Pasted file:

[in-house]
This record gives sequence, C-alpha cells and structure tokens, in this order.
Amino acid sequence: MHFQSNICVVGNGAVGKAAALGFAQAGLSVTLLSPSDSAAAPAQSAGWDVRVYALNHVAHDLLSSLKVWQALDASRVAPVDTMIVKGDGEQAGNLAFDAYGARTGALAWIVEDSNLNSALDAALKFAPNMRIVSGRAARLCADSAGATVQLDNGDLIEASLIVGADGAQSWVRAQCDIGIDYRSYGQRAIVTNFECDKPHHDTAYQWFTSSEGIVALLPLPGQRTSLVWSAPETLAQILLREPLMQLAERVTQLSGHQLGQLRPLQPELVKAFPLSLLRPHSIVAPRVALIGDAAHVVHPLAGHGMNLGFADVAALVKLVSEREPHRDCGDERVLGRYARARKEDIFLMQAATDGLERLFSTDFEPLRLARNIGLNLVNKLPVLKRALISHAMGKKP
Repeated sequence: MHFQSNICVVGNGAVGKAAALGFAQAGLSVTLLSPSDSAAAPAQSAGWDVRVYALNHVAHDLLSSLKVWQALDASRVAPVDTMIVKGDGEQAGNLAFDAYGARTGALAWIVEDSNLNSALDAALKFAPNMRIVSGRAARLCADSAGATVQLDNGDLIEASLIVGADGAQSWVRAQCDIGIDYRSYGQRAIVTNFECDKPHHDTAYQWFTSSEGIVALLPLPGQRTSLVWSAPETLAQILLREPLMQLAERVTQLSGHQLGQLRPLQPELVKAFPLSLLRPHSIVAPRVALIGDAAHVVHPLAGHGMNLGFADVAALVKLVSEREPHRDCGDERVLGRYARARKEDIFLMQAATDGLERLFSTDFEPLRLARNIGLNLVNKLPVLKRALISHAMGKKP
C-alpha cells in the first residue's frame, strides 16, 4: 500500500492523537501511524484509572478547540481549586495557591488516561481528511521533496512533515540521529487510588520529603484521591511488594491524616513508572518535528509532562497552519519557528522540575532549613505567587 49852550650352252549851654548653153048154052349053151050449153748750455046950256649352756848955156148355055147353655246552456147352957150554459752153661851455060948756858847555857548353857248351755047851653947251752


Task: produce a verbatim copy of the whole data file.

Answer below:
[in-house]
This record gives sequence, C-alpha cells and structure tokens, in this order.
Amino acid sequence: MHFQSNICVVGNGAVGKAAALGFAQAGLSVTLLSPSDSAAAPAQSAGWDVRVYALNHVAHDLLSSLKVWQALDASRVAPVDTMIVKGDGEQAGNLAFDAYGARTGALAWIVEDSNLNSALDAALKFAPNMRIVSGRAARLCADSAGATVQLDNGDLIEASLIVGADGAQSWVRAQCDIGIDYRSYGQRAIVTNFECDKPHHDTAYQWFTSSEGIVALLPLPGQRTSLVWSAPETLAQILLREPLMQLAERVTQLSGHQLGQLRPLQPELVKAFPLSLLRPHSIVAPRVALIGDAAHVVHPLAGHGMNLGFADVAALVKLVSEREPHRDCGDERVLGRYARARKEDIFLMQAATDGLERLFSTDFEPLRLARNIGLNLVNKLPVLKRALISHAMGKKP
Repeated sequence: MHFQSNICVVGNGAVGKAAALGFAQAGLSVTLLSPSDSAAAPAQSAGWDVRVYALNHVAHDLLSSLKVWQALDASRVAPVDTMIVKGDGEQAGNLAFDAYGARTGALAWIVEDSNLNSALDAALKFAPNMRIVSGRAARLCADSAGATVQLDNGDLIEASLIVGADGAQSWVRAQCDIGIDYRSYGQRAIVTNFECDKPHHDTAYQWFTSSEGIVALLPLPGQRTSLVWSAPETLAQILLREPLMQLAERVTQLSGHQLGQLRPLQPELVKAFPLSLLRPHSIVAPRVALIGDAAHVVHPLAGHGMNLGFADVAALVKLVSEREPHRDCGDERVLGRYARARKEDIFLMQAATDGLERLFSTDFEPLRLARNIGLNLVNKLPVLKRALISHAMGKKP
C-alpha cells in the first residue's frame, strides 16, 4: 500500500492523537501511524484509572478547540481549586495557591488516561481528511521533496512533515540521529487510588520529603484521591511488594491524616513508572518535528509532562497552519519557528522540575532549613505567587 49852550650352252549851654548653153048154052349053151050449153748750455046950256649352756848955156148355055147353655246552456147352957150554459752153661851455060948756858847555857548353857248351755047851653947251752